From Brean Down to Burnham-on-Sea there are seven miles of beach - so what can you do there? You can go land yachting of course. I met up with Derek George at the Brean Land Yacht Club, not much more than a portacabin plus storage unit but somewhere to keep warm, have a cup of coffee and meet other enthusiastic members. Derek is a former British Champion; he introduced his son to the sport at the age of 12 and now Craig is the current champion.

The activity can be traced back to 6th century China and it came to Brean in the 1920s when the locals would make the vehicles from the remains of World War One aircraft. Now it is recognized as one of the best European beaches with two Regattas a year. Derek said: ‘This is a good beach in general, it’s flat, it’s quite hard sand and we’re well positioned for south westerly winds and that comes straight on the shore here and that makes perfect sailing.

‘I get as much buzz out of doing this as racing motor bikes. You can get the adrenalin going, being low to the ground and going at speed. If you’re doing 35 you feel as if you’re doing 60. The other enjoyment out of it is the eco-friendly thing, you’re not actually using fuel, just using the power of the wind to give you that adrenalin feel.’

The ‘yacht’ looks like a sophisticated go-kart frame with three wheels and a sail. It is, but it can go up to 65mph, is classified as an extreme sport and there are no brakes (don’t worry you just sail into the wind to stop). Wind speed is important, you need at least 10mph and generally you can go at about twice the strength of the wind. ‘Hiking’ is when you go on to two wheels, apparently it is a fun factor but you do lose speed.

‘We have had higher numbers in the past but we are losing the younger generation because they’re on computers and play stations. We’re looking to encourage the younger ones for sure. If anyone’s interested in joining the club we do taster days and we have got club yachts here so they have got use of them for a year. Come and try it, we guarantee you’ll be smiling very soon.’

Donning a helmet, I had a short go, it was truly amazing – I shall return with my son for a taster session.

The Morrison’s cashier confirmed that Brean was indeed a village of two seasons; population down to under seven hundred in winter months with a shop, a chippie and a pub, but in the summer with the small city of caravans and chalets, people swell into the thousands (land sailing is not permissible in July and August). The numbers game is further complicated by the fact that EDF have taken over the Pontins site for 900 Hinkley workers.

Martin Chatterton, chair of the Parish Council, has had a working life at sea so it’s not surprising he moved to Brean 23 years ago. ‘My house opens onto the beach so I can get up in the morning open the gate and I’m on the beach. That is wonderful, that’s the reason I moved here. I can see the sun rising over the Mendips in the morning and I can see it set over the Bristol Channel, depending on the time of year, anywhere from Cardiff in the summer down to over Exmoor in the winter.’

On a bright Sunday, even out of season, the National Trust car park will be full and there’ll be a row of cars on the beach (tide permitting); there will be dog walkers, hardy fishermen, children playing, horse-riders, husky club members, kite buggies and of course land yachts. It’s a giant pleasure park.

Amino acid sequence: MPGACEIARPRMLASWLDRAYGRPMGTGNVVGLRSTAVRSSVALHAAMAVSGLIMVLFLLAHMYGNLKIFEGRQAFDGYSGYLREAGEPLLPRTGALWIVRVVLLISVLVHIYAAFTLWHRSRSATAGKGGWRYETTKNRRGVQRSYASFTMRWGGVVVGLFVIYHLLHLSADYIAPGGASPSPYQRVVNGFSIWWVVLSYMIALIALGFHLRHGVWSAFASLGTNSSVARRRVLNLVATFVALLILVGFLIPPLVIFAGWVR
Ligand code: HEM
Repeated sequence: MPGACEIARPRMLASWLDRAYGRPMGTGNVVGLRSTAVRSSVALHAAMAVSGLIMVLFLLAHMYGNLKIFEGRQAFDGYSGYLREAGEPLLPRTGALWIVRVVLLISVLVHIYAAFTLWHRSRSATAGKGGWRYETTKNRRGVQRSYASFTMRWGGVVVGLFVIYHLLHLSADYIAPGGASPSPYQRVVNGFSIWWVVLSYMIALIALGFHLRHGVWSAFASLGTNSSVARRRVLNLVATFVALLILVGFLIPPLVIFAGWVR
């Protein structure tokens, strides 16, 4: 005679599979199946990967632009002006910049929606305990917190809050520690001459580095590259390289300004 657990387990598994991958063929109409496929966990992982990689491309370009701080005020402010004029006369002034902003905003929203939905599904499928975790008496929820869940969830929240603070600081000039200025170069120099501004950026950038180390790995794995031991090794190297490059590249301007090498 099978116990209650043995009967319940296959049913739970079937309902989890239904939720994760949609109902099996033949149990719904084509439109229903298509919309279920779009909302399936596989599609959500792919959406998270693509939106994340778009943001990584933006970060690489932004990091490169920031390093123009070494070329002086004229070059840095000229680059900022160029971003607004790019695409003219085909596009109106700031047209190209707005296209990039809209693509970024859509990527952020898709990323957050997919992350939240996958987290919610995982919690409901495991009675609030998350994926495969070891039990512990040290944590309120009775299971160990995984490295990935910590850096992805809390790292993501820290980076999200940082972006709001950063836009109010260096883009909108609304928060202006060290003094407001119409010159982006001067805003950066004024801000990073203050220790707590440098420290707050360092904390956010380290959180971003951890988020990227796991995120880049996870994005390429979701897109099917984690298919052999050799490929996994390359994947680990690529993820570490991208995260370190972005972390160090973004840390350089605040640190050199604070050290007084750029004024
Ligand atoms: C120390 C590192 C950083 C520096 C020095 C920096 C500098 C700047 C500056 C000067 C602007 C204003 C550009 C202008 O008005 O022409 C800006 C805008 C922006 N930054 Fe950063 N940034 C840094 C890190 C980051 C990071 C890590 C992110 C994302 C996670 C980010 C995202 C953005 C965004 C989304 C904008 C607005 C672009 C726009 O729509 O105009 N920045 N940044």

The Fort/Palmerston Folly

Take a walk up the hill and a stroll along the unspoilt beautiful Brean Down peninsular with spectacular views and you find the fort. It’s a kind of unintentional folly. Built and manned during the Victorian era to stem a potential French invasion, then re-commissioned during World War Two to keep the Germans out, the fort never actually saw any conventional action. It was one of four spanning the Bristol Channel the others being on Flat Holm, Steep Holm and Lavernock Point in Wales. Seven large guns were installed at the battery but they soon became largely redundant. In 1900 a soldier fired his rifle into a gunpowder magazine and that ended this particular military occupation. It was re-garrisoned in WWII with naval guns from WWI ships and a huge generator to power searchlights; nothing was seen and the guns never fired in anger. However, the isolation of the spot did make it suitable for some experimentation by the Admiralty’s Department of Miscellaneous Weapons Development. A seaborne version of the bouncing bomb was tested here, as were torpedo decoys and rocket grappling irons. The National Trust took it over as a managed ruin.


Geographically, Brean's claim to fame is that it has one of the greatest tide ranges in the world, second only to the Bay of Fundy in Canada.

The sea has some strong and dangerous currents at low tide and red warning flags should be observed.


Population: 635 (2011 census)

WHERE TO STAY: The Old Rectory is a seasonal (from March) family run bed and breakfast just 400m from the beach. The property is situated in the quieter centre of Brean but is within walking distance of the main attractions. It has an acre site, including attractive gardens, fish pond and play area; also adjacent to the beautiful medieval St.Bridgets Church. The property benefits from a licenced bar in its conservatory and a private partially walled garden.